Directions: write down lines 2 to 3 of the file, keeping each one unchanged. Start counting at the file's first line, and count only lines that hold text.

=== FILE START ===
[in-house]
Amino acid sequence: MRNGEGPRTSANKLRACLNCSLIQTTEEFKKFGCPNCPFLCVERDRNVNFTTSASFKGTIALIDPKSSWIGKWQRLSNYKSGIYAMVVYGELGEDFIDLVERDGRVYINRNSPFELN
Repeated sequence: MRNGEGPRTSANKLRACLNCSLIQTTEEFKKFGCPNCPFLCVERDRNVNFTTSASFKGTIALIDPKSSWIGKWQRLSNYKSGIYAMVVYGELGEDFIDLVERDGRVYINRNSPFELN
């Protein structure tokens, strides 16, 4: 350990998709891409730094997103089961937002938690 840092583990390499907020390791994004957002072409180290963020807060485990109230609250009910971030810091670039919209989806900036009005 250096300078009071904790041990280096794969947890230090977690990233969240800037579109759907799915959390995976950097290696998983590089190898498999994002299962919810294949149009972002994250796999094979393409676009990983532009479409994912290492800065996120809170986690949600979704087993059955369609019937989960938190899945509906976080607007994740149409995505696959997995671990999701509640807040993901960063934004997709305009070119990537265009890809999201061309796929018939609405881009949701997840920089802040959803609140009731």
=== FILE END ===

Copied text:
Amino acid sequence: MRNGEGPRTSANKLRACLNCSLIQTTEEFKKFGCPNCPFLCVERDRNVNFTTSASFKGTIALIDPKSSWIGKWQRLSNYKSGIYAMVVYGELGEDFIDLVERDGRVYINRNSPFELN
Repeated sequence: MRNGEGPRTSANKLRACLNCSLIQTTEEFKKFGCPNCPFLCVERDRNVNFTTSASFKGTIALIDPKSSWIGKWQRLSNYKSGIYAMVVYGELGEDFIDLVERDGRVYINRNSPFELN